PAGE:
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Google TV gaining Android Market, simpler interface with new update - Page 2

post #41 of 65
Quote:
Originally Posted by Ireland View Post

I never said it was that simple. In fact, I've been stressing for a long time now the thing that is holding them up is the content, but who doesn't know that?

So then you think Apple will not have inputs on their TV (because that's messy and un-Apple-like) which means they'll have to subvert the content providers that also are internet providers in US homes, there largest single and first market? That doesn't sound like a winning strategy to me, even when not considering how difficult TV and movies have been for the iTS in the US and around the world.

Quote:
I can't wait to see this product. It's very exciting to think about the simplicity of that world.

You can have that now. Just remove all other appliances from your HDTV except the AppleTV. You limit the content you can view but everything you've stated so far already does that, you've just put one box in another to save you a power cord and HDMI cable.
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post #42 of 65
Quote:
Originally Posted by solipsism View Post

You can have that now. Just remove all other appliances from your HDTV except the AppleTV. You limit the content you can view but everything you've stated so far already does that, you've just put one box in another to save you a power cord and HDMI cable.

You don't get it. I give up on you.
Citing unnamed sources with limited but direct knowledge of a rumoured device - Comedy Insider (Feb 2014)
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post #43 of 65
Quote:
Originally Posted by solipsism View Post

So then you think Apple will not have inputs on their TV (because that's messy and un-Apple-like) which means they'll have to subvert the content providers that also are internet providers in US homes, there largest single and first market? That doesn't sound like a winning strategy to me, even when not considering how difficult TV and movies have been for the iTS in the US and around the world.


You can have that now. Just remove all other appliances from your HDTV except the AppleTV. You limit the content you can view but everything you've stated so far already does that, you've just put one box in another to save you a power cord and HDMI cable.

You're missing the point. It will be, at a minimum, independent and irrespective of content deals and such, a TV that does everything that other TVs do (perhaps more, e.g., Siri, apps). On top of that, it will seamlessly integrate with all sorts of stuff around your home, not the least all forms of media you have. And, it has the design, the cache, the looks of an Apple product. It will cater to a very different segment of the market.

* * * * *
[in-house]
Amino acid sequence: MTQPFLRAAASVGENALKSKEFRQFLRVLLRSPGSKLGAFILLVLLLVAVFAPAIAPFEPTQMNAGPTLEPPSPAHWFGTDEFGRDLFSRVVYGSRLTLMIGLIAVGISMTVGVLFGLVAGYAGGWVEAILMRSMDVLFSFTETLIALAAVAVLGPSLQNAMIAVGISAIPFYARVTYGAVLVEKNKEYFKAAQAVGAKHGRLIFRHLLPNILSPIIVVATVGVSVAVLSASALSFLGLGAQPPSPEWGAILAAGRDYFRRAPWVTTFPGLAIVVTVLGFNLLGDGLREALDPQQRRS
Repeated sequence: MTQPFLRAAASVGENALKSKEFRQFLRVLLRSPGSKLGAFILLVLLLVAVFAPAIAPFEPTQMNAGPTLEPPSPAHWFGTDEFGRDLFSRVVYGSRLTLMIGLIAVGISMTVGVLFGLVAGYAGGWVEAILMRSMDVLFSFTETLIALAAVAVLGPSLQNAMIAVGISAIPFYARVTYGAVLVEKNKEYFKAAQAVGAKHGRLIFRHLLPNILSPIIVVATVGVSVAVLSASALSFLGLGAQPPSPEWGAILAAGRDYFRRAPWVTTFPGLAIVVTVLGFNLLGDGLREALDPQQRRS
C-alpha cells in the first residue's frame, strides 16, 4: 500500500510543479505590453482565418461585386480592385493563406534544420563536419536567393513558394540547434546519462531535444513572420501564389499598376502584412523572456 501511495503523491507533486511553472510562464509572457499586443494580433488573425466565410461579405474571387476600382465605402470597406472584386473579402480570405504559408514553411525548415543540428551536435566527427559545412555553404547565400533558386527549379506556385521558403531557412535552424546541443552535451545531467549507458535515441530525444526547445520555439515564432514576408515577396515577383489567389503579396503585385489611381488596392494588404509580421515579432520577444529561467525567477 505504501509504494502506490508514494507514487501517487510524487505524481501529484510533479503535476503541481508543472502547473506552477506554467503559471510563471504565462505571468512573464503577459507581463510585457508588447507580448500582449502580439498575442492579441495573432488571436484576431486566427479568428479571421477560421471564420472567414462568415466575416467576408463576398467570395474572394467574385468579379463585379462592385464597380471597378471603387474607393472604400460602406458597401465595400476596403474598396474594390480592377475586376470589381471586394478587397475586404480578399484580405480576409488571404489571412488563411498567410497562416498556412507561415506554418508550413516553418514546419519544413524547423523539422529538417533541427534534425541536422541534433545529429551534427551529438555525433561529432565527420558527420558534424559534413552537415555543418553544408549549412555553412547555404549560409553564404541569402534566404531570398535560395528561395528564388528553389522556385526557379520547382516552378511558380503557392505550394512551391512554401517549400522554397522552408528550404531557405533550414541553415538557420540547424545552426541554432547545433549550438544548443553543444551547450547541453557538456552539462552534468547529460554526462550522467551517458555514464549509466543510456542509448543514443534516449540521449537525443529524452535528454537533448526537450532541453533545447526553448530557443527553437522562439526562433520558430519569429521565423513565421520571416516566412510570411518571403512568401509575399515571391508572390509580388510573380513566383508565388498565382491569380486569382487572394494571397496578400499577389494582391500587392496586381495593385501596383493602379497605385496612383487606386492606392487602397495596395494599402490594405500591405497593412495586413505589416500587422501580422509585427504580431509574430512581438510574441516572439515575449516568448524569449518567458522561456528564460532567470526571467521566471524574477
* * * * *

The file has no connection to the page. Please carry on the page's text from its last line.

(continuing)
In other words, it will be a desirable product (even if premium priced) for the very same reasons that Apple computers are desirable compared to PCs. It has little or nothing to do with 'content providers' or 'internet providers.'
post #44 of 65
Quote:
Originally Posted by anantksundaram View Post

You're missing the point. It will be, at a minimum, independent and irrespective of content deals and such, a TV that does everything that other TVs do (perhaps more, e.g., Siri, apps). On top of that, it will seamlessly integrate with all sorts of stuff around your home, not the least all forms of media you have. And, it has the design, the cache, the looks of an Apple product. It will cater to a very different segment of the market.

In other words, it will be a desirable product (even if premium priced) for the very same reasons that Apple computers are desirable compared to PCs. It has little or nothing to do with 'content providers' or 'internet providers.'

If you don't concern yourself with how this mythical appliance will get content and Internet, or circumvent current content and internet providers then you're not thinking it through.

Sure, it's cool to think of Apple making a TV and everything is perfectly magical blah blah blah, but the reality (as pointed out many times) is a lot more complex an you guys are making it out to be. Putting the AppleTV in the TV is not a stroke of genius. That's obvious! The genius is figure out how they can get around the current distribution issues, of which, no one has made any mention of anything other than some silly notion of removing wires and remotes as if that is the solution. It sounds downright childish to me, especially with the level of thorough thinkers this forum has.

Remember the 2006 iTV introduction. An odd 6 month notice for a product that had no name or shopping date. My hypothesis is they did this to help the content owners understand their plan. It didn't work and the AppleTV's usefulness suffered. Even now most countries have little o no iTS support for TV shows and movies. So what has changed? Why has been done to make this tiny box into a huge box that will also offer huge profits?